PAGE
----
For your user to get the new permissions you have just added, it’s mondatory that you close your session and enter again (user permissions are always assigned at the session login, this is common to almost every operating system).

Now, try to mount the drive, as a normal user (that is, without using the sudo command):
mount /media/iomega

You should have no problem and be able to read and write to the drive. If everything is ok, unmount it.
Now, unplug the USB cord and plug it again. It should be automounted as a read&write ready drive. Otherwise, you’ll have to setup Kwikdisk and configure the mount point for this drive (should be needless, since Kwikdisk read the /etc/fstab file entries to make its operations).

Update: [2007/04/01] Since each time you plug/unplug your USB disk, it can be assigned a different device (in the example above, it was /dev/sdb1), this might fail. Your /etc/fstab must match your device.

Fortunately, there comes udev. Udev allows you to assign always the same /dev/ device to the same disk. This is accomplishes by writing udev rules. But, yet again, this is already done with (K)ubuntu: It creates a symbolic link pointing to your physical device, in the form /dev/disk/by-uuid/XXXXX-XXX-XX, where XXXX is a UUID. This “device” always identifies your USB disk regardless the order or the place it was plugged in. Simply locate this device, and put it in your /etc/fstab.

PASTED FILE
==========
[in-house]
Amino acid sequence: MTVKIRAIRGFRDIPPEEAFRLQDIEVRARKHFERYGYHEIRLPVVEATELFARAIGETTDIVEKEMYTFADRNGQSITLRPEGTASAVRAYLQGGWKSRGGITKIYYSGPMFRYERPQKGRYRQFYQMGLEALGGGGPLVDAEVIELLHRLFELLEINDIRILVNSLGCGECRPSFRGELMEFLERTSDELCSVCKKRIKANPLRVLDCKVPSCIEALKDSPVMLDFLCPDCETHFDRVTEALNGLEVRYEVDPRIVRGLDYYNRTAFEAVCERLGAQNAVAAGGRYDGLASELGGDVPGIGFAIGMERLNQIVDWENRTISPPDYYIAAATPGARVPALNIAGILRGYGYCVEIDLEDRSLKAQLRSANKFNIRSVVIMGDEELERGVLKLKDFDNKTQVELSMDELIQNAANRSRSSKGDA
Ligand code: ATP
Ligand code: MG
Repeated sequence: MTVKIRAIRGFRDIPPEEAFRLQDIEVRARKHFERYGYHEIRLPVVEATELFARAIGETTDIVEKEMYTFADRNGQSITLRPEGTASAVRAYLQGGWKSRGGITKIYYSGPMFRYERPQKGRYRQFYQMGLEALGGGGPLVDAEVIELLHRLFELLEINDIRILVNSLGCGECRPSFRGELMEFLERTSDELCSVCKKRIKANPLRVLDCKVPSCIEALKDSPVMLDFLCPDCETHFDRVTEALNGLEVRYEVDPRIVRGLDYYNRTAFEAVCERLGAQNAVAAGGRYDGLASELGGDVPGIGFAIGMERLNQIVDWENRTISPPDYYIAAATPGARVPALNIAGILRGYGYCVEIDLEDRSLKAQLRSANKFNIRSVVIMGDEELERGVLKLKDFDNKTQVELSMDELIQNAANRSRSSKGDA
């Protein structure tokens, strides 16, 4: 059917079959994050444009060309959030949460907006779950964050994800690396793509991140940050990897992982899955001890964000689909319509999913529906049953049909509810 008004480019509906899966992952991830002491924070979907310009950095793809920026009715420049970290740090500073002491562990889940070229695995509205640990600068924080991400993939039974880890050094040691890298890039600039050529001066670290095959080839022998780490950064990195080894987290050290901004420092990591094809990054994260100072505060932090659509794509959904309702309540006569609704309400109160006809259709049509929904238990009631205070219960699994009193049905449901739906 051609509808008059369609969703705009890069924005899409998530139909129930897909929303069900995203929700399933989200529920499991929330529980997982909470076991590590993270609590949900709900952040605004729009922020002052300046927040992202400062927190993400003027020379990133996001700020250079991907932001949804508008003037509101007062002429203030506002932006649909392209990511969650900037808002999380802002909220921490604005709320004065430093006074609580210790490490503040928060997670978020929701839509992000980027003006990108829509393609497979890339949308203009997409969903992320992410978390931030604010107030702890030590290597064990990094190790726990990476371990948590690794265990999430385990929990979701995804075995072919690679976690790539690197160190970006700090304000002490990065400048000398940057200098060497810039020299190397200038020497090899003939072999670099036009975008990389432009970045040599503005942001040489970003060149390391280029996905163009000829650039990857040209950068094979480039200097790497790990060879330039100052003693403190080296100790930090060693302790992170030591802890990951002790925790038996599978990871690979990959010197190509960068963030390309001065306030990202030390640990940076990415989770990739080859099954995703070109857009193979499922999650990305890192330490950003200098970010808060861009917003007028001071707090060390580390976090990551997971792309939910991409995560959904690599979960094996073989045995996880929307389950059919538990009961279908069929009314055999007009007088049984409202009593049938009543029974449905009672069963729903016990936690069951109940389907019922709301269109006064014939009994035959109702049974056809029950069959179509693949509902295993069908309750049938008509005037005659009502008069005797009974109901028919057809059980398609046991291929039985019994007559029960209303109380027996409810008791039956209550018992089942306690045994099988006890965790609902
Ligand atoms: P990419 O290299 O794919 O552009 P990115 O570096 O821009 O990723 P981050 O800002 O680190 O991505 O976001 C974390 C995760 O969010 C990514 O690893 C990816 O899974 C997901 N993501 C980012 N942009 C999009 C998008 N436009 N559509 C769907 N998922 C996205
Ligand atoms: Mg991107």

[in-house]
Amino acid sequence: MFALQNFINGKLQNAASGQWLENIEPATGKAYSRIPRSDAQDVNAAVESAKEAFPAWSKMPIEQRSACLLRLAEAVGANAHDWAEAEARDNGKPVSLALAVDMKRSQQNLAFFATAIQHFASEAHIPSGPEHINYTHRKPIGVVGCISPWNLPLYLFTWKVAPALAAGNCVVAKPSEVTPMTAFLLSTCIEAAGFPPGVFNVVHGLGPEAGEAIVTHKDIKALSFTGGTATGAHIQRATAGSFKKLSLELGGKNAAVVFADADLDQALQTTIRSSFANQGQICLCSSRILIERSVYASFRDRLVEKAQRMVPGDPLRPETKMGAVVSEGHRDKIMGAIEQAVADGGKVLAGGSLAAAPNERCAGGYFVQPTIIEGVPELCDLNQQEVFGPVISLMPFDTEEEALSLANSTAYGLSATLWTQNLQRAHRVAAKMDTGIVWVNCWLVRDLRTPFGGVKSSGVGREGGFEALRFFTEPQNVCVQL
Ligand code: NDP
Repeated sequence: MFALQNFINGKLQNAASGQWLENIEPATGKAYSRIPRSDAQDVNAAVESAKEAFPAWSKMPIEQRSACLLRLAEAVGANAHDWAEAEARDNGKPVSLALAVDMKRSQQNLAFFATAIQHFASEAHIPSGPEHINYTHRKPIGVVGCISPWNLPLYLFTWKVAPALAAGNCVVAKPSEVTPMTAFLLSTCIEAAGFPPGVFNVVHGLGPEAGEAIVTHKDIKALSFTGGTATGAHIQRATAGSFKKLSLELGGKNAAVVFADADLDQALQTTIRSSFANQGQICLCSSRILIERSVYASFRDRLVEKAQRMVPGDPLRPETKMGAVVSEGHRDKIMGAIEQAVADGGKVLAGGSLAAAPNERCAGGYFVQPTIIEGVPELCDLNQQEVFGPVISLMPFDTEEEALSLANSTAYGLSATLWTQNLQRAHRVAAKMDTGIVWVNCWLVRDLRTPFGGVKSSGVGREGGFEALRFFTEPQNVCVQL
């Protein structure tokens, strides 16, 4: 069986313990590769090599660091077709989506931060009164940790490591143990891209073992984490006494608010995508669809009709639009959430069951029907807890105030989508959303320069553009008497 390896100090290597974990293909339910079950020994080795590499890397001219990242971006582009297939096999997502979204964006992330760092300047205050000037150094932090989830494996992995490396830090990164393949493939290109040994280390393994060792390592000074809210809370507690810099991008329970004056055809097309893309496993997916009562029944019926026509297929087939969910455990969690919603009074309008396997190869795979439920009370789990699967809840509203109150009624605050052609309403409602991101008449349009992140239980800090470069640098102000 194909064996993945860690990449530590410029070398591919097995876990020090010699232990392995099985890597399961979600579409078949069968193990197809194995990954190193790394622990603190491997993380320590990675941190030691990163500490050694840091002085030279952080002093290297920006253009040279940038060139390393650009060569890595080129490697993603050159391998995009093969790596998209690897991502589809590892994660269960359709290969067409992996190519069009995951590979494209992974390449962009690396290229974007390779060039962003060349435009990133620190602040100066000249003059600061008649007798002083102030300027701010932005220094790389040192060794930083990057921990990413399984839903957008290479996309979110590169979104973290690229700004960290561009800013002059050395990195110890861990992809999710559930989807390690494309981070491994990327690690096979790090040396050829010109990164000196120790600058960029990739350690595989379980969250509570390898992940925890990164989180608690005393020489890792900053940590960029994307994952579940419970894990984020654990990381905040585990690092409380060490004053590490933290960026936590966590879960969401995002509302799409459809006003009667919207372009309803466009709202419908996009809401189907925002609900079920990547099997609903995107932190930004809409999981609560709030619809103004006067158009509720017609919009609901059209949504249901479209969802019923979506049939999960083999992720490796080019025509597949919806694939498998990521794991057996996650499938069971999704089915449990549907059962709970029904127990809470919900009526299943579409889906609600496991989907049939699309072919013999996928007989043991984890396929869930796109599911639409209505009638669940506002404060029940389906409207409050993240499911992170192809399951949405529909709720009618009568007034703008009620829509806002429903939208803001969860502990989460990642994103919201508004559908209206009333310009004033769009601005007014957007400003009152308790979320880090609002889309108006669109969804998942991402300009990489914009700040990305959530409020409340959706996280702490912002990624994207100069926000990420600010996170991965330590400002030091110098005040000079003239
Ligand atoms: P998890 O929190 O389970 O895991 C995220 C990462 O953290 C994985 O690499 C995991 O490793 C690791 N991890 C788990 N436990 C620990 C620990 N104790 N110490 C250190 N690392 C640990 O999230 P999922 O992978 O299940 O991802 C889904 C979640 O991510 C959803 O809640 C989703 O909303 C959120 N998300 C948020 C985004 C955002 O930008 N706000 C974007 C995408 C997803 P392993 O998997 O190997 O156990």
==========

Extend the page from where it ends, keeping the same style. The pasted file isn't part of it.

In my case, fstab resulted in something like:

/dev/disk/by-uuid/XXXXX-XXX-XX /media/iomega ntfs-3g user,allow_other,rw,locales=es_ES.utf8,nosuid 0 0

Update: [2007/04/21] For Ubuntu Feisty, ntfs-3g didn’t allow me to umount the device as normal user, and shows the error Only root is allowed to umount… in the console. Solution: Replace ntfs-3g by ntfs-fuse, so the above line should be:

/dev/disk/by-uuid/XXXXX-XXX-XX /media/iomega ntfs-fuse user,allow_other,rw,locales=es_ES.utf8,nosuid 0 0

Share
  1. MD: Gracias por tu interesante comentario.
    Lo cierto es que yo sólo pongo a mano los discos USB “grandes” (no los pendrives ni SD), y son sólo 2.